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Kimberly Johnson, a recent graduate of the University of North Dakota, is a first-year English teacher at Valley Middle School in Grand Forks, North Dakota. Kimberly and and her mentor, Laurie Stenehjem, share their journal entries with Education World readers in alternating weeks.



I probably shouldn't write this week's journal in my current frame of mind. We haven't had a weekday off since school resumed on January 3, and as a resident teacher in a graduate program, I spend my weekends working on university work, correcting papers, and planning lessons. I think I'm at the breaking point. I can't afford to allow myself a free day. My students and their behavior aren't helping my mood, either. The entire team, in fact, has expressed concern that students aren't turning in their homework. We've also handed out a high number of detentions in the last couple of weeks.

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It seems that nothing I plan pleases my students. The school's technology partner and I teamed up to create a wonderful opportunity for my seventh graders; they're going to create their own commercials using digital cameras and computers. Because our most recent focus has been on punctuation, students will work in groups to create advertisements selling punctuation marks. Wouldn't you think that would beat book work and worksheets? This week, however, when I told them about the activity, my students moaned and complained about all the work they will have to do. Is their response due to the fact that they too need a break from school -- or are they really not excited about being able to create and edit videos using available technology?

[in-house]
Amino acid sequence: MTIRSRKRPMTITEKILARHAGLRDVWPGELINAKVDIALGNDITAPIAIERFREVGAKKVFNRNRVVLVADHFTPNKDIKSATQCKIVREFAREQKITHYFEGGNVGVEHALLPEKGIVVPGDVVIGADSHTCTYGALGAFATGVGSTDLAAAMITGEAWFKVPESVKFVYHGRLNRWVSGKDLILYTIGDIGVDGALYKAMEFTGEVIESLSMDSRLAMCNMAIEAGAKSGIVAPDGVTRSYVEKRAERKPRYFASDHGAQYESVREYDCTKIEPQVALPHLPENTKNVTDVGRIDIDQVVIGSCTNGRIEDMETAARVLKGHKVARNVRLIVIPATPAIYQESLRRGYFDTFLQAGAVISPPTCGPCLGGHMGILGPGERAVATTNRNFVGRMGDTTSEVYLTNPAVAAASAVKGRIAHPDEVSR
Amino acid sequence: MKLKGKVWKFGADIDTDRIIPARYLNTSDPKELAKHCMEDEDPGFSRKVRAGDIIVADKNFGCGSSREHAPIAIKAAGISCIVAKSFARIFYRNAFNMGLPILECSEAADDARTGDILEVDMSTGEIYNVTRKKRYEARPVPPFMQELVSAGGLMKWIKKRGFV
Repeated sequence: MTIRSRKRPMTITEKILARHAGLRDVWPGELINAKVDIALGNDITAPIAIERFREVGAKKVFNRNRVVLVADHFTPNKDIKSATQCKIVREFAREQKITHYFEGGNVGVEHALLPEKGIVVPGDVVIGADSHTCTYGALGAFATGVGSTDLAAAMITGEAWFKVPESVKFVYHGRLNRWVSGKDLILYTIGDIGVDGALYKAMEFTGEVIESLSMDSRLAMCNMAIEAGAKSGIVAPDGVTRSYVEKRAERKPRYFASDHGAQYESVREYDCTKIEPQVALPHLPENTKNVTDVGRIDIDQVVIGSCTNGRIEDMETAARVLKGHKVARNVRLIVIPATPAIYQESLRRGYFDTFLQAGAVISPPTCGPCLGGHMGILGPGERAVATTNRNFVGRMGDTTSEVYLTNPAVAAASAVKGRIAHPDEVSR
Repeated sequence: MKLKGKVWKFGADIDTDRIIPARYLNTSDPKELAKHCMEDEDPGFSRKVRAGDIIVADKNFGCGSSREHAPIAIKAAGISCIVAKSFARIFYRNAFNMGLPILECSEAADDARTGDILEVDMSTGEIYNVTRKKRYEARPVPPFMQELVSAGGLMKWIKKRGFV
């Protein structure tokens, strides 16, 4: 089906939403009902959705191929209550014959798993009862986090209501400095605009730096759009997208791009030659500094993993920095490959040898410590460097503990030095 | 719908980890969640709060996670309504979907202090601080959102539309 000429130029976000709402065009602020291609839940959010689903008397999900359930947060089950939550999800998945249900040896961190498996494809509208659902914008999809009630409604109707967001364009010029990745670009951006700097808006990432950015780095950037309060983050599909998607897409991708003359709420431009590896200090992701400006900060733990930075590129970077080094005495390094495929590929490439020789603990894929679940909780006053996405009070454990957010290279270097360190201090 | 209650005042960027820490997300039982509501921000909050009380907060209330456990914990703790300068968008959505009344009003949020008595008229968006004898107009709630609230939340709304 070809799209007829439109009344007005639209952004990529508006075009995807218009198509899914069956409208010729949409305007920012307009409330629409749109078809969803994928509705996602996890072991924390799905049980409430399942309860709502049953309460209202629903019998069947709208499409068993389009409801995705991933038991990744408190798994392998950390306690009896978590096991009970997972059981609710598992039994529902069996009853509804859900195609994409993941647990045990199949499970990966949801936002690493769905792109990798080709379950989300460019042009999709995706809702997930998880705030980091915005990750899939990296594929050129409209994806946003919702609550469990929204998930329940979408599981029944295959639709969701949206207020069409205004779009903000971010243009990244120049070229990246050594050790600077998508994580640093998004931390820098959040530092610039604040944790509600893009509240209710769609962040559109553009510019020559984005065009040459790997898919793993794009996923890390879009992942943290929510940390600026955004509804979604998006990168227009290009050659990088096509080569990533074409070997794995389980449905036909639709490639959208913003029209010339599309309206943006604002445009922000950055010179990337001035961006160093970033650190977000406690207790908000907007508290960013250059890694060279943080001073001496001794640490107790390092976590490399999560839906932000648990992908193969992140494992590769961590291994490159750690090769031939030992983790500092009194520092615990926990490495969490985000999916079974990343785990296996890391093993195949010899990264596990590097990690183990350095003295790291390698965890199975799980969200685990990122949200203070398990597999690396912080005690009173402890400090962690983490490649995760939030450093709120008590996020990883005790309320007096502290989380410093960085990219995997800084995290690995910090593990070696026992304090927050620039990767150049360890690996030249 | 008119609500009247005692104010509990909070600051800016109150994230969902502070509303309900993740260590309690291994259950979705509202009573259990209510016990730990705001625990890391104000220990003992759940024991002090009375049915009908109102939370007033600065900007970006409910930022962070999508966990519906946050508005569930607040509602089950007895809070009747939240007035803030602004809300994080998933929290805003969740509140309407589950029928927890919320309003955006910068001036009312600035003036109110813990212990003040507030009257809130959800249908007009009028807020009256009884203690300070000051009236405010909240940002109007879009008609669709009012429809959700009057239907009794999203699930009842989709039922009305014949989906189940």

I think a big part of the students' apathy comes from their parents. During last week's parent-teacher-student conferences, only half the parents showed up for their scheduled conferences. The other half didn't even bother to call to say they weren't coming! When parents don't take the necessary steps to show their children that their education is important, why should the kids care about school?

I really admire those parents who do make the effort to call us during team meeting time for an update on their children's progress, who stop in to pick up make-up work, who work with their children on homework each night. I think parental involvement in children's lives and education makes all the difference between a child who "can do" and a child who won't do. Of course, there are those few exceptions, kids who succeed in spite of a lack of family support. I do wish, however, that all children could be fortunate enough to know their families are behind them. I wish all teachers could count on that parental support as well.


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Article by Kimberly Johnson
Education World®
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3/14/2002